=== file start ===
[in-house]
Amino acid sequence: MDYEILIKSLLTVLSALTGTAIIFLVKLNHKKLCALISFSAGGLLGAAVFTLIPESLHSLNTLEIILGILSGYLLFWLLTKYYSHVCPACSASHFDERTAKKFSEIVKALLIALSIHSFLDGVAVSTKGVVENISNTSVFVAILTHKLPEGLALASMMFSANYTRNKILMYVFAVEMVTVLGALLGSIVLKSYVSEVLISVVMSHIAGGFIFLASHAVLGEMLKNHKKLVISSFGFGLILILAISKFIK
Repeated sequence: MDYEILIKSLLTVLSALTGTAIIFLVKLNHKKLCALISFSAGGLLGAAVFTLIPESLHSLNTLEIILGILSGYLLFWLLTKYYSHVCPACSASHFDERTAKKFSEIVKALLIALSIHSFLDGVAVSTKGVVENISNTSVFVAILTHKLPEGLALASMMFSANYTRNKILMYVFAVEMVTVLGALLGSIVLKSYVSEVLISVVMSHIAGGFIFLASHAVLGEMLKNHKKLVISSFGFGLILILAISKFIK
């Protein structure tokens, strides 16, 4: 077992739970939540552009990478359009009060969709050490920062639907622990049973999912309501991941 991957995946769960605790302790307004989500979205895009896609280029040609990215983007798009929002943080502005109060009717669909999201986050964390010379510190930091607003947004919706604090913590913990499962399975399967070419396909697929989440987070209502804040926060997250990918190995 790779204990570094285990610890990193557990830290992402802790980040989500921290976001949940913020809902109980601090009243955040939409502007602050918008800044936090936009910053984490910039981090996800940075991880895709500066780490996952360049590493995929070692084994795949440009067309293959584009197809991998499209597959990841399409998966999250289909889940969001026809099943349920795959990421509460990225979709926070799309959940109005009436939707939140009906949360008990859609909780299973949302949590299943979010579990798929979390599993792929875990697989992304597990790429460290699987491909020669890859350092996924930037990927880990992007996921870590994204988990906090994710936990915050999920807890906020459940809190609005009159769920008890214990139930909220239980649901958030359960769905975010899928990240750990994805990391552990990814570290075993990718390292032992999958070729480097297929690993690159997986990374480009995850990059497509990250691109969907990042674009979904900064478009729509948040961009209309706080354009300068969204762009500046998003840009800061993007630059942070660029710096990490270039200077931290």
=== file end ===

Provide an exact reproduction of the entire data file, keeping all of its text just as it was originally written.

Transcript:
[in-house]
Amino acid sequence: MDYEILIKSLLTVLSALTGTAIIFLVKLNHKKLCALISFSAGGLLGAAVFTLIPESLHSLNTLEIILGILSGYLLFWLLTKYYSHVCPACSASHFDERTAKKFSEIVKALLIALSIHSFLDGVAVSTKGVVENISNTSVFVAILTHKLPEGLALASMMFSANYTRNKILMYVFAVEMVTVLGALLGSIVLKSYVSEVLISVVMSHIAGGFIFLASHAVLGEMLKNHKKLVISSFGFGLILILAISKFIK
Repeated sequence: MDYEILIKSLLTVLSALTGTAIIFLVKLNHKKLCALISFSAGGLLGAAVFTLIPESLHSLNTLEIILGILSGYLLFWLLTKYYSHVCPACSASHFDERTAKKFSEIVKALLIALSIHSFLDGVAVSTKGVVENISNTSVFVAILTHKLPEGLALASMMFSANYTRNKILMYVFAVEMVTVLGALLGSIVLKSYVSEVLISVVMSHIAGGFIFLASHAVLGEMLKNHKKLVISSFGFGLILILAISKFIK
């Protein structure tokens, strides 16, 4: 077992739970939540552009990478359009009060969709050490920062639907622990049973999912309501991941 991957995946769960605790302790307004989500979205895009896609280029040609990215983007798009929002943080502005109060009717669909999201986050964390010379510190930091607003947004919706604090913590913990499962399975399967070419396909697929989440987070209502804040926060997250990918190995 790779204990570094285990610890990193557990830290992402802790980040989500921290976001949940913020809902109980601090009243955040939409502007602050918008800044936090936009910053984490910039981090996800940075991880895709500066780490996952360049590493995929070692084994795949440009067309293959584009197809991998499209597959990841399409998966999250289909889940969001026809099943349920795959990421509460990225979709926070799309959940109005009436939707939140009906949360008990859609909780299973949302949590299943979010579990798929979390599993792929875990697989992304597990790429460290699987491909020669890859350092996924930037990927880990992007996921870590994204988990906090994710936990915050999920807890906020459940809190609005009159769920008890214990139930909220239980649901958030359960769905975010899928990240750990994805990391552990990814570290075993990718390292032992999958070729480097297929690993690159997986990374480009995850990059497509990250691109969907990042674009979904900064478009729509948040961009209309706080354009300068969204762009500046998003840009800061993007630059942070660029710096990490270039200077931290």